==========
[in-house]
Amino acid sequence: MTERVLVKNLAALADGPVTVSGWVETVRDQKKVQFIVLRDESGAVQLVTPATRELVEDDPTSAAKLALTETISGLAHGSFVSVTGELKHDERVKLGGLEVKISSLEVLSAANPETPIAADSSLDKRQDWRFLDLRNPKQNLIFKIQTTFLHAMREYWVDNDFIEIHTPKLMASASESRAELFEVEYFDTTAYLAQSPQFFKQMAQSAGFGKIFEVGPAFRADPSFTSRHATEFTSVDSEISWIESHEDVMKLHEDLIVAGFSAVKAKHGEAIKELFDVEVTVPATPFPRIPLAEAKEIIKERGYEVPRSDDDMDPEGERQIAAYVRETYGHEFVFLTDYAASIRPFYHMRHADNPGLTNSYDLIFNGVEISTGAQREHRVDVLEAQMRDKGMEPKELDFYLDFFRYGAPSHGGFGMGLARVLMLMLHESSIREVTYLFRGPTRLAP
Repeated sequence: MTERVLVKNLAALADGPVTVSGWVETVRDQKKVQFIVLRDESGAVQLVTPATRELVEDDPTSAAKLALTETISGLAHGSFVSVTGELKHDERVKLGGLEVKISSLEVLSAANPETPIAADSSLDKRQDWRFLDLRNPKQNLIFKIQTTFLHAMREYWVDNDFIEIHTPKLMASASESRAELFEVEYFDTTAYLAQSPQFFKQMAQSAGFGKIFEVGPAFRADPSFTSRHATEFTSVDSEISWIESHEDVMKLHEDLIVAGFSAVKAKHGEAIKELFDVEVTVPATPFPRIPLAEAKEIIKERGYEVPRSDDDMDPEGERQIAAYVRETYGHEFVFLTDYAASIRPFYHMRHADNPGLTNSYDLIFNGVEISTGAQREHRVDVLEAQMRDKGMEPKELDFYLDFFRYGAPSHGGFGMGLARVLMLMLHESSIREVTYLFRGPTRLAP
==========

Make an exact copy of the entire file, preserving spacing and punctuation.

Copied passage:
[in-house]
Amino acid sequence: MTERVLVKNLAALADGPVTVSGWVETVRDQKKVQFIVLRDESGAVQLVTPATRELVEDDPTSAAKLALTETISGLAHGSFVSVTGELKHDERVKLGGLEVKISSLEVLSAANPETPIAADSSLDKRQDWRFLDLRNPKQNLIFKIQTTFLHAMREYWVDNDFIEIHTPKLMASASESRAELFEVEYFDTTAYLAQSPQFFKQMAQSAGFGKIFEVGPAFRADPSFTSRHATEFTSVDSEISWIESHEDVMKLHEDLIVAGFSAVKAKHGEAIKELFDVEVTVPATPFPRIPLAEAKEIIKERGYEVPRSDDDMDPEGERQIAAYVRETYGHEFVFLTDYAASIRPFYHMRHADNPGLTNSYDLIFNGVEISTGAQREHRVDVLEAQMRDKGMEPKELDFYLDFFRYGAPSHGGFGMGLARVLMLMLHESSIREVTYLFRGPTRLAP
Repeated sequence: MTERVLVKNLAALADGPVTVSGWVETVRDQKKVQFIVLRDESGAVQLVTPATRELVEDDPTSAAKLALTETISGLAHGSFVSVTGELKHDERVKLGGLEVKISSLEVLSAANPETPIAADSSLDKRQDWRFLDLRNPKQNLIFKIQTTFLHAMREYWVDNDFIEIHTPKLMASASESRAELFEVEYFDTTAYLAQSPQFFKQMAQSAGFGKIFEVGPAFRADPSFTSRHATEFTSVDSEISWIESHEDVMKLHEDLIVAGFSAVKAKHGEAIKELFDVEVTVPATPFPRIPLAEAKEIIKERGYEVPRSDDDMDPEGERQIAAYVRETYGHEFVFLTDYAASIRPFYHMRHADNPGLTNSYDLIFNGVEISTGAQREHRVDVLEAQMRDKGMEPKELDFYLDFFRYGAPSHGGFGMGLARVLMLMLHESSIREVTYLFRGPTRLAP